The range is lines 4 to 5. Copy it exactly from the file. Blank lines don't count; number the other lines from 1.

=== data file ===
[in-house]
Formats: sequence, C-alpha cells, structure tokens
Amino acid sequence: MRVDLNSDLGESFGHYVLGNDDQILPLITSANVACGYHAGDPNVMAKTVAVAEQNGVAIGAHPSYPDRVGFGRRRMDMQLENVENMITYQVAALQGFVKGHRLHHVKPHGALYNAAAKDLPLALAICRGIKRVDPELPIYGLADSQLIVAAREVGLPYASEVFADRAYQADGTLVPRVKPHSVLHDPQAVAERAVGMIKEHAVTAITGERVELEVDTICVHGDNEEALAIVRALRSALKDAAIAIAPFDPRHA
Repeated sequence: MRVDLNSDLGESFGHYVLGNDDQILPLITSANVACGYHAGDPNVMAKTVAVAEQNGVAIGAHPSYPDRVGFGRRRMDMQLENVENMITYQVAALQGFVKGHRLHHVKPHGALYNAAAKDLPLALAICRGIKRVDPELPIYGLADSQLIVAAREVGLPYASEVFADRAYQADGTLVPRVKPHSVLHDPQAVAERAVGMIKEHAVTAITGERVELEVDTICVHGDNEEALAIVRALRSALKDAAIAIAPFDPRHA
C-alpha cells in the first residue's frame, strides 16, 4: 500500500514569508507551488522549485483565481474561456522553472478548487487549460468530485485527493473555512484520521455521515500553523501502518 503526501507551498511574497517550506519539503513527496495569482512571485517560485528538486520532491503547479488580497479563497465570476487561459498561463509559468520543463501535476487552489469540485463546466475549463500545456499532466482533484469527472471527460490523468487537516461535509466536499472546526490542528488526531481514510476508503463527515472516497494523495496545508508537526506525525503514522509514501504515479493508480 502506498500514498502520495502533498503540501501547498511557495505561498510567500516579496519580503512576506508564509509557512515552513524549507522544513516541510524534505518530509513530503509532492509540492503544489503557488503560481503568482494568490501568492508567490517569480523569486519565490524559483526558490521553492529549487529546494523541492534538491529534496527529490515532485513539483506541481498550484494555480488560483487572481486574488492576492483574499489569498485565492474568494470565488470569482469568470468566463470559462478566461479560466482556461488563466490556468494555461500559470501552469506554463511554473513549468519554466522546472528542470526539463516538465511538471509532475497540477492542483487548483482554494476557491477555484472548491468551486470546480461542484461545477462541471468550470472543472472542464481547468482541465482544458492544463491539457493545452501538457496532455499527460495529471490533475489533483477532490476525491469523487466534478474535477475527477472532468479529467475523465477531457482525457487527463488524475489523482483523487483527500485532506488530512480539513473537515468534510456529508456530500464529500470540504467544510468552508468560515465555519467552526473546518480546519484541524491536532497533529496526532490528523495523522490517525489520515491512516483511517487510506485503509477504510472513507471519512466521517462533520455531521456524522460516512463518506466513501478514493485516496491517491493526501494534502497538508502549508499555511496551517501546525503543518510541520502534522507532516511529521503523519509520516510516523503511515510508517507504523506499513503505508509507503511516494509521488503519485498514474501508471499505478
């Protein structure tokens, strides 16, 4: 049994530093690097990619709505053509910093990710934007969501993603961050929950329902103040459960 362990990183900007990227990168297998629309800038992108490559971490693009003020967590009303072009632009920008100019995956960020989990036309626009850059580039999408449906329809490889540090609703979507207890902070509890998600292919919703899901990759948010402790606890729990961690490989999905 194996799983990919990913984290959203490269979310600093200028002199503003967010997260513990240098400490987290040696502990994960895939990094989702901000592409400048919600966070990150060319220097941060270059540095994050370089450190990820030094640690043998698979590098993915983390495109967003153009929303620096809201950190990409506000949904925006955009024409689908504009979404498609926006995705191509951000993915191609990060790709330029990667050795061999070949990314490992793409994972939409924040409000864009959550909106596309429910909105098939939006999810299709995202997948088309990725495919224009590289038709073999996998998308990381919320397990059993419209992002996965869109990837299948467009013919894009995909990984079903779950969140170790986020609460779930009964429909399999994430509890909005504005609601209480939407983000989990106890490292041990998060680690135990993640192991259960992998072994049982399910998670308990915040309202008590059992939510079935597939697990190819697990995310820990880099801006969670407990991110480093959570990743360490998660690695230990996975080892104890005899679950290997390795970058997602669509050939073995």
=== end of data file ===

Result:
Repeated sequence: MRVDLNSDLGESFGHYVLGNDDQILPLITSANVACGYHAGDPNVMAKTVAVAEQNGVAIGAHPSYPDRVGFGRRRMDMQLENVENMITYQVAALQGFVKGHRLHHVKPHGALYNAAAKDLPLALAICRGIKRVDPELPIYGLADSQLIVAAREVGLPYASEVFADRAYQADGTLVPRVKPHSVLHDPQAVAERAVGMIKEHAVTAITGERVELEVDTICVHGDNEEALAIVRALRSALKDAAIAIAPFDPRHA
C-alpha cells in the first residue's frame, strides 16, 4: 500500500514569508507551488522549485483565481474561456522553472478548487487549460468530485485527493473555512484520521455521515500553523501502518 503526501507551498511574497517550506519539503513527496495569482512571485517560485528538486520532491503547479488580497479563497465570476487561459498561463509559468520543463501535476487552489469540485463546466475549463500545456499532466482533484469527472471527460490523468487537516461535509466536499472546526490542528488526531481514510476508503463527515472516497494523495496545508508537526506525525503514522509514501504515479493508480 502506498500514498502520495502533498503540501501547498511557495505561498510567500516579496519580503512576506508564509509557512515552513524549507522544513516541510524534505518530509513530503509532492509540492503544489503557488503560481503568482494568490501568492508567490517569480523569486519565490524559483526558490521553492529549487529546494523541492534538491529534496527529490515532485513539483506541481498550484494555480488560483487572481486574488492576492483574499489569498485565492474568494470565488470569482469568470468566463470559462478566461479560466482556461488563466490556468494555461500559470501552469506554463511554473513549468519554466522546472528542470526539463516538465511538471509532475497540477492542483487548483482554494476557491477555484472548491468551486470546480461542484461545477462541471468550470472543472472542464481547468482541465482544458492544463491539457493545452501538457496532455499527460495529471490533475489533483477532490476525491469523487466534478474535477475527477472532468479529467475523465477531457482525457487527463488524475489523482483523487483527500485532506488530512480539513473537515468534510456529508456530500464529500470540504467544510468552508468560515465555519467552526473546518480546519484541524491536532497533529496526532490528523495523522490517525489520515491512516483511517487510506485503509477504510472513507471519512466521517462533520455531521456524522460516512463518506466513501478514493485516496491517491493526501494534502497538508502549508499555511496551517501546525503543518510541520502534522507532516511529521503523519509520516510516523503511515510508517507504523506499513503505508509507503511516494509521488503519485498514474501508471499505478